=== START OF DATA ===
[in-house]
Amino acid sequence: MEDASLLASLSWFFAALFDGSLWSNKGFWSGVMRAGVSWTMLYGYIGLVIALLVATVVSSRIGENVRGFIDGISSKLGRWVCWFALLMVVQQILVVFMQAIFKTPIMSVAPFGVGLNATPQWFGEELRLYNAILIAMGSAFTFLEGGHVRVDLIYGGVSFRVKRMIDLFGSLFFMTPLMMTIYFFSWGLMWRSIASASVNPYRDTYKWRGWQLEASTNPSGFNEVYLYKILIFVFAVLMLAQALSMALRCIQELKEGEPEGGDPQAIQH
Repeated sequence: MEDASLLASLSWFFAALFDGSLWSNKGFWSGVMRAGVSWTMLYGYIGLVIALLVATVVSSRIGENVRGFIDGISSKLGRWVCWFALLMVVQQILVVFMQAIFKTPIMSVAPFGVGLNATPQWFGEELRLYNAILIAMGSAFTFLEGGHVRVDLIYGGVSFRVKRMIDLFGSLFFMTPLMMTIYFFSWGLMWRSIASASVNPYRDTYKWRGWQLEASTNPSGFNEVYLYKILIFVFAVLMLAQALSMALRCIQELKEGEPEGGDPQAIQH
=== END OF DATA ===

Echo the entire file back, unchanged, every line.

[in-house]
Amino acid sequence: MEDASLLASLSWFFAALFDGSLWSNKGFWSGVMRAGVSWTMLYGYIGLVIALLVATVVSSRIGENVRGFIDGISSKLGRWVCWFALLMVVQQILVVFMQAIFKTPIMSVAPFGVGLNATPQWFGEELRLYNAILIAMGSAFTFLEGGHVRVDLIYGGVSFRVKRMIDLFGSLFFMTPLMMTIYFFSWGLMWRSIASASVNPYRDTYKWRGWQLEASTNPSGFNEVYLYKILIFVFAVLMLAQALSMALRCIQELKEGEPEGGDPQAIQH
Repeated sequence: MEDASLLASLSWFFAALFDGSLWSNKGFWSGVMRAGVSWTMLYGYIGLVIALLVATVVSSRIGENVRGFIDGISSKLGRWVCWFALLMVVQQILVVFMQAIFKTPIMSVAPFGVGLNATPQWFGEELRLYNAILIAMGSAFTFLEGGHVRVDLIYGGVSFRVKRMIDLFGSLFFMTPLMMTIYFFSWGLMWRSIASASVNPYRDTYKWRGWQLEASTNPSGFNEVYLYKILIFVFAVLMLAQALSMALRCIQELKEGEPEGGDPQAIQH